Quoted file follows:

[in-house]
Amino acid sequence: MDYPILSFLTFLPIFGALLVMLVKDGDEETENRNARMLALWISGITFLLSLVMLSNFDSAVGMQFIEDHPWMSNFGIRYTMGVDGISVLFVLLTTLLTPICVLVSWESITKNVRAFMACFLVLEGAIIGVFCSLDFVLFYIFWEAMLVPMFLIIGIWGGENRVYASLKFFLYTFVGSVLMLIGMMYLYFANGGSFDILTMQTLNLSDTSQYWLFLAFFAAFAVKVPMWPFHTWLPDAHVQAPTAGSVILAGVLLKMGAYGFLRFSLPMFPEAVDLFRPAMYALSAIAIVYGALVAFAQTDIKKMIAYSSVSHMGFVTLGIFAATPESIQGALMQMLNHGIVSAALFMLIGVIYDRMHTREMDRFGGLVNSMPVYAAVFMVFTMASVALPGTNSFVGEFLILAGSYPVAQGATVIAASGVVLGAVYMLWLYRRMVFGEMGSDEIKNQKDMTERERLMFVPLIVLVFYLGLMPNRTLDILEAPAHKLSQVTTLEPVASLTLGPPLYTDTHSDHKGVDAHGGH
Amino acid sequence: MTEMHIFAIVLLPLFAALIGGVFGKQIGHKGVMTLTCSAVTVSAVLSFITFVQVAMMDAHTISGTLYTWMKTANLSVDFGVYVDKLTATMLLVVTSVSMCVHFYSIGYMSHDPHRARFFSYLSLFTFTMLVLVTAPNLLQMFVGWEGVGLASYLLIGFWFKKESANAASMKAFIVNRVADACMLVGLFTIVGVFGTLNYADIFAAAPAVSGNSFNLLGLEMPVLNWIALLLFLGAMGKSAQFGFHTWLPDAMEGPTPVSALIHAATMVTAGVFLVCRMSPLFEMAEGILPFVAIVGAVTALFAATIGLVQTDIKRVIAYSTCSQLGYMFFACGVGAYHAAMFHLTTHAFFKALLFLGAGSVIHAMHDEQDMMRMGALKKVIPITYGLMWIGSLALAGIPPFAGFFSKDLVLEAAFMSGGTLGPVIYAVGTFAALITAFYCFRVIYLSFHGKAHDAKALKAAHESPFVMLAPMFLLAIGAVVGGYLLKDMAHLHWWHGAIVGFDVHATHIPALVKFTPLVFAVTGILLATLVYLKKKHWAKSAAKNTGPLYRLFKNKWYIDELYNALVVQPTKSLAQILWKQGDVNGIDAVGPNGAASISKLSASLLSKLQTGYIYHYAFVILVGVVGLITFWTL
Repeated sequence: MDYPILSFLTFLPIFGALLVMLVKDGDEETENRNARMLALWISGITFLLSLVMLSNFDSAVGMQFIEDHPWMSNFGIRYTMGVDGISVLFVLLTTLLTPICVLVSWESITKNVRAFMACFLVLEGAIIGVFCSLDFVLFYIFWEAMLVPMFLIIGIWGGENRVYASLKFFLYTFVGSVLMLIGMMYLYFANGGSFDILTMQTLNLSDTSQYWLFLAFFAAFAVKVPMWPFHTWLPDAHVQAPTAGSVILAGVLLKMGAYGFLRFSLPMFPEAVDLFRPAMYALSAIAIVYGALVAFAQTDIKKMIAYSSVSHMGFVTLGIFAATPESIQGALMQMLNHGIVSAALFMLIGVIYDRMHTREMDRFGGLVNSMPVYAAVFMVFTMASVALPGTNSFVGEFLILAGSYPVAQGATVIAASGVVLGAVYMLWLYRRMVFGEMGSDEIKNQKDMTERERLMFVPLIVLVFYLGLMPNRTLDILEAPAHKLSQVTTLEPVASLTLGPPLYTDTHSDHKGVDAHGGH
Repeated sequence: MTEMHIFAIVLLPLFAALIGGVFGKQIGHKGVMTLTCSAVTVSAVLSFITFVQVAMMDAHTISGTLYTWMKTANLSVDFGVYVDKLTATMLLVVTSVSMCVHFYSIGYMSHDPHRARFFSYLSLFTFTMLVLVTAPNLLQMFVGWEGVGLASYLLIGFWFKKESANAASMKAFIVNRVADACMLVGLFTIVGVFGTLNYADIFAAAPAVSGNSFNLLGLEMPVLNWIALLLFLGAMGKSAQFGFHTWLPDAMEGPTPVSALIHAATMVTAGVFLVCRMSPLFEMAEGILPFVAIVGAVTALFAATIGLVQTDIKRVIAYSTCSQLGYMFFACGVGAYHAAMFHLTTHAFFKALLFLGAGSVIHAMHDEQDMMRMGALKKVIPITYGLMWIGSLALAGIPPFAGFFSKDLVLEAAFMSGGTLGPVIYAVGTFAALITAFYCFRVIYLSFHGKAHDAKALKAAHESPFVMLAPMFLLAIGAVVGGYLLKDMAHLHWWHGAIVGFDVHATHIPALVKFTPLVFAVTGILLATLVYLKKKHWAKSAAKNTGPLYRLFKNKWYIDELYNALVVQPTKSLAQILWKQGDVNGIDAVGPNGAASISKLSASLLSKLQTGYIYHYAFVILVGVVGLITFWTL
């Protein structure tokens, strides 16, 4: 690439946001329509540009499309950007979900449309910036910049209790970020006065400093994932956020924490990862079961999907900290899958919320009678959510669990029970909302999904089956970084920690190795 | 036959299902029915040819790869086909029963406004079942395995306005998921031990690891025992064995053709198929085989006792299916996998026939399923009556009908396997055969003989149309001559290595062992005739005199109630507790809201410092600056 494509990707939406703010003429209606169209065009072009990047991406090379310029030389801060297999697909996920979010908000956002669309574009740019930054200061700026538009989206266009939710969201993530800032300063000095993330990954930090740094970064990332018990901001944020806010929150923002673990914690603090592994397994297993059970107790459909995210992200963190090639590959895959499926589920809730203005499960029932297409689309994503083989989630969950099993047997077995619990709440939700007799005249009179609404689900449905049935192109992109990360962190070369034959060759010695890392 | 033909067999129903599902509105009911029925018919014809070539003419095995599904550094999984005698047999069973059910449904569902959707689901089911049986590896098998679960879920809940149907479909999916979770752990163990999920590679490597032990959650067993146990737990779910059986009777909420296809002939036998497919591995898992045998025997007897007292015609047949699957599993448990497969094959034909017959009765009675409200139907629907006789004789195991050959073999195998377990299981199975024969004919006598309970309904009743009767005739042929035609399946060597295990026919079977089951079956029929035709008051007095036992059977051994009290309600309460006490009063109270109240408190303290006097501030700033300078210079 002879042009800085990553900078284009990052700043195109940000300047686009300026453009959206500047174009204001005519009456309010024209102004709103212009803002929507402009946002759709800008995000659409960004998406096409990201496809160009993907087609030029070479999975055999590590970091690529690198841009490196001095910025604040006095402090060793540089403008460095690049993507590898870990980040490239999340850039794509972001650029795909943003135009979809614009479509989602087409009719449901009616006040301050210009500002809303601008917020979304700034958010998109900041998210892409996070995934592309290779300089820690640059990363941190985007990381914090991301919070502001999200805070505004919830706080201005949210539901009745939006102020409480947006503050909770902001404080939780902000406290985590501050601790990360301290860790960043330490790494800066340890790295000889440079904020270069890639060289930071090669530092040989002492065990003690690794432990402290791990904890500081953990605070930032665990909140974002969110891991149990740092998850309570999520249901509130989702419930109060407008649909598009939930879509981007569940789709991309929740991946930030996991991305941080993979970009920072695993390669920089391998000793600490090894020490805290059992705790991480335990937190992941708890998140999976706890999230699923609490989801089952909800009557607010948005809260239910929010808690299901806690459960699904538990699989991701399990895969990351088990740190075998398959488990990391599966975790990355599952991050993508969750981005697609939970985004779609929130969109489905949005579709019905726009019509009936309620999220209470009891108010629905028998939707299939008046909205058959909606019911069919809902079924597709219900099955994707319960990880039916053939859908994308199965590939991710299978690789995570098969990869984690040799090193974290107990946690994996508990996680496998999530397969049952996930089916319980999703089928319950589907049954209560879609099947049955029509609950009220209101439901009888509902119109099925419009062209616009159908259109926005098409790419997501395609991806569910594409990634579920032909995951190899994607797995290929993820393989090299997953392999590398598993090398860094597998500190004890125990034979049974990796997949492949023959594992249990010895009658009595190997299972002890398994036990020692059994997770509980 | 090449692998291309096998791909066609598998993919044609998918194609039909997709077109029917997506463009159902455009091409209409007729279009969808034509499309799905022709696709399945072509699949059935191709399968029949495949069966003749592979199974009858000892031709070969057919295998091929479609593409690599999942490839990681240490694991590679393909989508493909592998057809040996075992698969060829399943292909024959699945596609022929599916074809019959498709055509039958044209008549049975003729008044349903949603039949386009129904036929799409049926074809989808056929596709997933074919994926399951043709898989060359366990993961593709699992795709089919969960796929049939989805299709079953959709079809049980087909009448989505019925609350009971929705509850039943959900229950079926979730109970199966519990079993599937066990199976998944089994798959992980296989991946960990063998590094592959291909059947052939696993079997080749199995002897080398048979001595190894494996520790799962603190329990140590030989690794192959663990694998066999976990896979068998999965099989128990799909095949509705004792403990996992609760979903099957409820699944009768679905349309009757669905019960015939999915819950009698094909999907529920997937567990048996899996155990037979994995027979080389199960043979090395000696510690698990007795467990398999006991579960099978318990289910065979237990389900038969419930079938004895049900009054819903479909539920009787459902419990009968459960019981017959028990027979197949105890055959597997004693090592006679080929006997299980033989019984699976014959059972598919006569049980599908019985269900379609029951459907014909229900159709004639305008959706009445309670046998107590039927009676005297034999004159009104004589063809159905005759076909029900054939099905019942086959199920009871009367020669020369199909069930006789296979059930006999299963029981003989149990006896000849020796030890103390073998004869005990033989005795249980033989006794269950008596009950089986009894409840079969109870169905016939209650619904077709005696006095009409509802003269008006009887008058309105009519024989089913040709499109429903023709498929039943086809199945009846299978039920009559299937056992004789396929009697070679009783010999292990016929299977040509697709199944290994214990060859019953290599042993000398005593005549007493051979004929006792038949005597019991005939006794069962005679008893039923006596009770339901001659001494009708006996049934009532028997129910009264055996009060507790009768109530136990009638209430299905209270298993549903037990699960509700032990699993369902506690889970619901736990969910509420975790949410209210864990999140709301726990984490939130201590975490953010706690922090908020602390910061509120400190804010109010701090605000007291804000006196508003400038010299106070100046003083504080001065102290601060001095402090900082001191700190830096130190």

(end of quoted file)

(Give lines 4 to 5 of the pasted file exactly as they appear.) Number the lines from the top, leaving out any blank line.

Repeated sequence: MDYPILSFLTFLPIFGALLVMLVKDGDEETENRNARMLALWISGITFLLSLVMLSNFDSAVGMQFIEDHPWMSNFGIRYTMGVDGISVLFVLLTTLLTPICVLVSWESITKNVRAFMACFLVLEGAIIGVFCSLDFVLFYIFWEAMLVPMFLIIGIWGGENRVYASLKFFLYTFVGSVLMLIGMMYLYFANGGSFDILTMQTLNLSDTSQYWLFLAFFAAFAVKVPMWPFHTWLPDAHVQAPTAGSVILAGVLLKMGAYGFLRFSLPMFPEAVDLFRPAMYALSAIAIVYGALVAFAQTDIKKMIAYSSVSHMGFVTLGIFAATPESIQGALMQMLNHGIVSAALFMLIGVIYDRMHTREMDRFGGLVNSMPVYAAVFMVFTMASVALPGTNSFVGEFLILAGSYPVAQGATVIAASGVVLGAVYMLWLYRRMVFGEMGSDEIKNQKDMTERERLMFVPLIVLVFYLGLMPNRTLDILEAPAHKLSQVTTLEPVASLTLGPPLYTDTHSDHKGVDAHGGH
Repeated sequence: MTEMHIFAIVLLPLFAALIGGVFGKQIGHKGVMTLTCSAVTVSAVLSFITFVQVAMMDAHTISGTLYTWMKTANLSVDFGVYVDKLTATMLLVVTSVSMCVHFYSIGYMSHDPHRARFFSYLSLFTFTMLVLVTAPNLLQMFVGWEGVGLASYLLIGFWFKKESANAASMKAFIVNRVADACMLVGLFTIVGVFGTLNYADIFAAAPAVSGNSFNLLGLEMPVLNWIALLLFLGAMGKSAQFGFHTWLPDAMEGPTPVSALIHAATMVTAGVFLVCRMSPLFEMAEGILPFVAIVGAVTALFAATIGLVQTDIKRVIAYSTCSQLGYMFFACGVGAYHAAMFHLTTHAFFKALLFLGAGSVIHAMHDEQDMMRMGALKKVIPITYGLMWIGSLALAGIPPFAGFFSKDLVLEAAFMSGGTLGPVIYAVGTFAALITAFYCFRVIYLSFHGKAHDAKALKAAHESPFVMLAPMFLLAIGAVVGGYLLKDMAHLHWWHGAIVGFDVHATHIPALVKFTPLVFAVTGILLATLVYLKKKHWAKSAAKNTGPLYRLFKNKWYIDELYNALVVQPTKSLAQILWKQGDVNGIDAVGPNGAASISKLSASLLSKLQTGYIYHYAFVILVGVVGLITFWTL